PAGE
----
The majority of the agencies preferred the CVSA to the polygraph.
(PRWEB) May 1, 2008
A little over twenty years ago, some of the best minds in voice biometrics began to develop the Computer Voice Stress Analyzer (CVSA) based on the original technology, the Psychological Stress Evaluator. Progress on the new forensic voice biometrics system was slow due to the stringent standards that the NITV used to validate their technology. However, this formula paid off as the CVSA is now relied upon by thousands of law enforcement agencies, including most major metropolitan police departments, and the US military. The automatic scoring algorithm utilized by the CVSA took ten years to develop and is known as the “Method for Quantifying Psychological Stress Levels Using Voice Samples” (patent # 7,321,855), was deemed so unique and accurate that it was recently awarded a patent by the US Patent Office.
This all began with the introduction of the CVSA to a largely skeptical law enforcement community in 1988. However, the CVSA was so successful at every department that acquired it that soon word of this tremendous investigative tool spread from agency to agency. Over the past twenty years nearly 1,800 agencies have acquired the system and tens of thousands of crimes have been solved, many of which had gone ‘cold’ and would never have been solved were it not for this unique investigative tool.
With the military’s Special Forces successes in Iraq utilizing the CVSA to obtain actionable intelligence on the battlefield, the CVSA has drawn the attention of William Shatner’s “Heartbeat of America Award” given to businesses that keep American strong. The show, to be aired on national TV in May, is a prestigious award NITV shares with such esteemed past recipients as “Doctors Without Borders.”
Nothing can keep America stronger than identifying those that would harm her. The threat that is posed by individuals that wish to destroy America is very real and very present. Besides being used by law enforcement to separate the guilty from the innocent and by Special Forces to identify terrorists on the battlefield, the CVSA has the capability of identifying terrorists at screening centers around the world and at all Ports of Entry. As chronicled by Washington Post, New York Times and other publications, this task has become especially critical since the quality of counterfeited documents has made it much more difficult to identify these individuals.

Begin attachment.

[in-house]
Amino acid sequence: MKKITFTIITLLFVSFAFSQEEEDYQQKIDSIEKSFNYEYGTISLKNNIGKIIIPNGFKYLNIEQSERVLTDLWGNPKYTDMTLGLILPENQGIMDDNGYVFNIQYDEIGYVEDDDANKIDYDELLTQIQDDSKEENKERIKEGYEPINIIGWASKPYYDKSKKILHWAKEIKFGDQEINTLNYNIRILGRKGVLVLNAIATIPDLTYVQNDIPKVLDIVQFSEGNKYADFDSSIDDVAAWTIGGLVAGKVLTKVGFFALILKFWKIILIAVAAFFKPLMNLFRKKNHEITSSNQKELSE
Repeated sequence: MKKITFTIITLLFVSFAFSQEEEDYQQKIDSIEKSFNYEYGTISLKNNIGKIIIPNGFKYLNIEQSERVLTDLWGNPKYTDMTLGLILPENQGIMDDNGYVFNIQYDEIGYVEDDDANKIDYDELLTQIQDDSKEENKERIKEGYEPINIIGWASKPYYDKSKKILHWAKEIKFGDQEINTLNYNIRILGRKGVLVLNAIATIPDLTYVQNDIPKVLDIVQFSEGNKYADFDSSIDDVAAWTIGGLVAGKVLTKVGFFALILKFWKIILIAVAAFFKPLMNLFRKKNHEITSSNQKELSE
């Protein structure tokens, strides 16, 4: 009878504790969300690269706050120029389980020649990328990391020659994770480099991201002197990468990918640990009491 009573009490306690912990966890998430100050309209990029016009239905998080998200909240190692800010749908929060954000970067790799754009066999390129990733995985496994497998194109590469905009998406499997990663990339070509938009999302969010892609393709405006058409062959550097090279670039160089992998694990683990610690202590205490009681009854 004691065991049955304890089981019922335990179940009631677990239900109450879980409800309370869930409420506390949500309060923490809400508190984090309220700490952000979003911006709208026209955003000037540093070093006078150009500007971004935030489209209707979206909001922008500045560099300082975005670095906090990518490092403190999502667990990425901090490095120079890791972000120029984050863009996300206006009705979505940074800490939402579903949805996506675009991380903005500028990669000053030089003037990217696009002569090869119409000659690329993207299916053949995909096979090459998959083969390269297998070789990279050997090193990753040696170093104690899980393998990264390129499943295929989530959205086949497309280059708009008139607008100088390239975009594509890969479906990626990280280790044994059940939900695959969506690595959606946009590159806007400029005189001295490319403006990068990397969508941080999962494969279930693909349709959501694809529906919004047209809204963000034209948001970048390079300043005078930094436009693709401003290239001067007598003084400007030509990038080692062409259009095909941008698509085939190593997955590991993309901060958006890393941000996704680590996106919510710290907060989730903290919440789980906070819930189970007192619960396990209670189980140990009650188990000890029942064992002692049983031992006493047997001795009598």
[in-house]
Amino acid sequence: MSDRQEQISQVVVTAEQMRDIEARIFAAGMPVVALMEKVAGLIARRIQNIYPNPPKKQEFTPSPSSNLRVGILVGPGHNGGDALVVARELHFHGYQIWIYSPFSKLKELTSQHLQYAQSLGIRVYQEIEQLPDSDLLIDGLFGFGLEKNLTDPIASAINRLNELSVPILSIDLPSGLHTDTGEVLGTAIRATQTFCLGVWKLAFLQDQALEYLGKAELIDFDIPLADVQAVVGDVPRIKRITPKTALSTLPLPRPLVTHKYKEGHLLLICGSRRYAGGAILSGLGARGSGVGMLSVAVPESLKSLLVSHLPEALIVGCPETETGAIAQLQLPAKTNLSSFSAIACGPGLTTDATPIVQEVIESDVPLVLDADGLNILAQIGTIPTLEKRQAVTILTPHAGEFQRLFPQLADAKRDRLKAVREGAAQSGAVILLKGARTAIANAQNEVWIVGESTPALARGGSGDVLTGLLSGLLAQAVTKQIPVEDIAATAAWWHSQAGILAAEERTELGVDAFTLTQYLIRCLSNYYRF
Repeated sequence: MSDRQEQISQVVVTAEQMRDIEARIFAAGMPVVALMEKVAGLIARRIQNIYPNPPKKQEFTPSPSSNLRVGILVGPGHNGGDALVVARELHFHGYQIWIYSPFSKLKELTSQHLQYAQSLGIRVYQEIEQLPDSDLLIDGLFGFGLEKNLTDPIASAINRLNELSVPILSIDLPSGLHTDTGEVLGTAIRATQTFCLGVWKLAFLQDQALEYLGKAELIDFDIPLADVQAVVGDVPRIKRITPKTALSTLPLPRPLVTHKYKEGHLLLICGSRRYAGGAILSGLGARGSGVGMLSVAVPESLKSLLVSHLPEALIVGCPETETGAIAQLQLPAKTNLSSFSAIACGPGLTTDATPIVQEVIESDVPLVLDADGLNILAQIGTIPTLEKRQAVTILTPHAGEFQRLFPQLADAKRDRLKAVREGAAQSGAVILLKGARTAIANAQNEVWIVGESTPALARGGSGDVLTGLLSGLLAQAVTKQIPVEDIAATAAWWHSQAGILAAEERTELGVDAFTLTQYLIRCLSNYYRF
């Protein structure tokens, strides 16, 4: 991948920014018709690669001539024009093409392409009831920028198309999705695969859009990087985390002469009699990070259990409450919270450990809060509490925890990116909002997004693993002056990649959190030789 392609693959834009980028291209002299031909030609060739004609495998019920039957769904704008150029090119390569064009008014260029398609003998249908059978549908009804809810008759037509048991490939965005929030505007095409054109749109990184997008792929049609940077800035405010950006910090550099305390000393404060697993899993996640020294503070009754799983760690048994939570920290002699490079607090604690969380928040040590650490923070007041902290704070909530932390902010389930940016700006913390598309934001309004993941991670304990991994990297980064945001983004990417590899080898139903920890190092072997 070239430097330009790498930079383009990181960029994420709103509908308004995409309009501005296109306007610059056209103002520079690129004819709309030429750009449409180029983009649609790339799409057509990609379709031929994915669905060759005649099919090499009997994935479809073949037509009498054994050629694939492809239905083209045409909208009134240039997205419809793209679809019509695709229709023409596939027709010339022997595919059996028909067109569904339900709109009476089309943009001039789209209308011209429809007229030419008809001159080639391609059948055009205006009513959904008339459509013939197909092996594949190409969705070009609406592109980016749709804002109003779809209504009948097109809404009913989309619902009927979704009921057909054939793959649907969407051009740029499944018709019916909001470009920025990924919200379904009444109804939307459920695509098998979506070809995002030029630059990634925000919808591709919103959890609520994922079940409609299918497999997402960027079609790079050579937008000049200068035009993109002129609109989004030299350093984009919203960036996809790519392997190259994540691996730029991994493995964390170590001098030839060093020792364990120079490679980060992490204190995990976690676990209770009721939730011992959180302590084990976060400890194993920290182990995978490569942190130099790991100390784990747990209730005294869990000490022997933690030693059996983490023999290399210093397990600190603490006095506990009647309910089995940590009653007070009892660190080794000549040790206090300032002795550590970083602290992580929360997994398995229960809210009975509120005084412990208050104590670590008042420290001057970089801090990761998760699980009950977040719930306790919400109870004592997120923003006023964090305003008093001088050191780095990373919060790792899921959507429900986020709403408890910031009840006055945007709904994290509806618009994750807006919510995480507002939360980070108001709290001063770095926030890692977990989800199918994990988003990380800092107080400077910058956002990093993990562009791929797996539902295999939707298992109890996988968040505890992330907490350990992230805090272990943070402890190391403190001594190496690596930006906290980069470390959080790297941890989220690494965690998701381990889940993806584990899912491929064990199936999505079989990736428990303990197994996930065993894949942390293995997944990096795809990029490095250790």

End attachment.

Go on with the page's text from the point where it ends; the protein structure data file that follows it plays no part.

“The NITV has produced one of the finest tools available today for use in both the war on crime and the war on terrorism,” stated Chief Bill Endler (Ret.), former polygraph examiner, retired chief of police, and now a senior instructor for the NITV (chiefendler @ CVSA1.com). Chief Endler has conducted thousands of criminal examinations using the CVSA and agrees with the recent Department of Defense survey of CVSA users in which nearly 90% stated that the CVSA was either “Very” or “Extremely” accurate. Dr. Thomas Joseph (tjoseph71 @ cs.com), a veteran of 26 years in the criminal justice system, is even more enthusiastic, “The CVSA should be at every investigative agency in the US. It is a very quick, non-intrusive manner in which you can accurately screen through all of the clutter and get to the truth.”
In a study of the technology, funded by the Department of Justice and conducted by the US Air Force Laboratory, the researchers reported their findings to the 38th Hawaii International Conference on System Sciences. The Air Force study found that the technology “is a viable alternative to the polygraph.” Additionally, a “US Special Operations Command Independent Evaluation of the CVSA,” led by a Ph.D. researcher, found that “The majority of the agencies preferred the CVSA to the polygraph.” It also found that most of those agencies had discontinued the use of the polygraph. According to Chief Endler, “This was mostly due to the fact that countermeasures were very effective against the polygraph, the polygraph took so long to conduct, and the results were often inconclusive.”
According to Paul Hollrah, a writer for several publications who has investigated the issue extensively, the resistance by the Department of Defense polygraph proponents to the more accurate and versatile VSA technology is doing great damage to our national security by keeping it from the very people that need it the most – the war fighters.
In his most recent column, Mr. Hollrah writes, “One returning Special Forces interrogator has said that there are two principal reasons for the reduction in violence in Iraq: the surge and CVSA technology. It’s time that civilian officials in the Pentagon recognized what law enforcement officials across the country are proving every day: that CVSA technology can be the most significant tool yet available in our search for actionable intelligence in the War on Terror. The lives of our fighting men and women are at stake and it’s time the Congress demanded that the Pentagon tell us exactly whose side they’re on."
Capt. John Slater (Ret.)
888-266-7263 (toll free)
johnslater @ NITV1.com
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